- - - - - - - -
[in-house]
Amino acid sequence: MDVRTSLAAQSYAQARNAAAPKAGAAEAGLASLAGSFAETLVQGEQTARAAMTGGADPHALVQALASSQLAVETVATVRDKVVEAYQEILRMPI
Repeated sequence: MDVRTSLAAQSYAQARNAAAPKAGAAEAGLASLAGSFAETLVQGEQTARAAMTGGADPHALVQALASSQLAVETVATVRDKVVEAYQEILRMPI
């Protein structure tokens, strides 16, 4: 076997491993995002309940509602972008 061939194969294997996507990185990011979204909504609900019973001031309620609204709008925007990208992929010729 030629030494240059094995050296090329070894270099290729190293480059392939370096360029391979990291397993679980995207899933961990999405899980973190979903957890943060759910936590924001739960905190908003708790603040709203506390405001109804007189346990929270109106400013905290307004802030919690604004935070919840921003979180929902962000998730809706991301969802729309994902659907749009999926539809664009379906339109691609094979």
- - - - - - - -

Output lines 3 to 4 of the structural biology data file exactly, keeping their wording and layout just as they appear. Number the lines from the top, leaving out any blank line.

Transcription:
Repeated sequence: MDVRTSLAAQSYAQARNAAAPKAGAAEAGLASLAGSFAETLVQGEQTARAAMTGGADPHALVQALASSQLAVETVATVRDKVVEAYQEILRMPI
């Protein structure tokens, strides 16, 4: 076997491993995002309940509602972008 061939194969294997996507990185990011979204909504609900019973001031309620609204709008925007990208992929010729 030629030494240059094995050296090329070894270099290729190293480059392939370096360029391979990291397993679980995207899933961990999405899980973190979903957890943060759910936590924001739960905190908003708790603040709203506390405001109804007189346990929270109106400013905290307004802030919690604004935070919840921003979180929902962000998730809706991301969802729309994902659907749009999926539809664009379906339109691609094979």